So I am trying to demodulate an OFDM signal with SNR = 10 dB, the parameters of modulation are as follows, oversampling factor = 8, cyclic prefix length = 144, number of Sub carriers used = 3600, number of symbols = 1, modulation format = 16 QAM.

when I use an SNR of 30 dB, I can demodulate the QAM constellation perfectly, but when I lower down the SNR, I can no more get the constellation, I am fairly new to the topic so I am having a hard time understanding the ways to mitigate this problem, any advice would be hugely appreciated.

this is the constellation I get with SNR 10 dB

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    $\begingroup$ To answer your question, can you give some details about your environment (Python, GNU Radio with SDR devices, MATLAB) ?. Secondly, are you performing this simulation in the AWGN channel or fading channels? $\endgroup$ Sep 25, 2021 at 13:18
  • $\begingroup$ I am doing it in MATLAB environment, and yes in the AWGN channel. $\endgroup$ Sep 25, 2021 at 14:07

1 Answer 1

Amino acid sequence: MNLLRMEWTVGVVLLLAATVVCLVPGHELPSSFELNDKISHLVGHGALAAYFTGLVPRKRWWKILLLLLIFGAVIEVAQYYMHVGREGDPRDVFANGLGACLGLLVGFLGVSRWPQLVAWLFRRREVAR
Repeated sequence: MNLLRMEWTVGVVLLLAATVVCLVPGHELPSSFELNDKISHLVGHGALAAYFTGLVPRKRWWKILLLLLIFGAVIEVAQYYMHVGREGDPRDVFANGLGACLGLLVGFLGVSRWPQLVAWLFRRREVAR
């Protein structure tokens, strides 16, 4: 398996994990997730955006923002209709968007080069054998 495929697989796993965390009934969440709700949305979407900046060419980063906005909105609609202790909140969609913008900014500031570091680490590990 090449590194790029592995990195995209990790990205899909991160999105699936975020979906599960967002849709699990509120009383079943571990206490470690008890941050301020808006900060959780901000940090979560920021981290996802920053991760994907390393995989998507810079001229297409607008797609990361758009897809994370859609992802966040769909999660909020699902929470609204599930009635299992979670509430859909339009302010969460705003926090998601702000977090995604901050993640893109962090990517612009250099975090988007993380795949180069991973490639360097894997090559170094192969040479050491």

I think it is so normal to see such a constellation at the output of your receiver. Firstly, the look of your constellation is not as bad as you think since the SNR is not so high, actually acceptable. To validate the performance of your system, you can send multiple streams ( say $10^4$) and count the symbol (or bit) error rate. If your bit error rate is as expected, therefore, your system works properly. You can check the symbol/bit error probability of 16-QAM from the internet. Recall that if you are using OFDM in frequency flat channels, the symbol/bit error rate does not differ from the case where you use a single carrier system. In addition, you may have not performed the energy normalization of your message signal/ or noise power well. To see this, I recommend you do your Monte Carlo simulations by sweeping different SNR values in a wide interval. If you obtain a BER/SER curve that is shifted that what it should be then you can understand that your energy normalization is not done properly.


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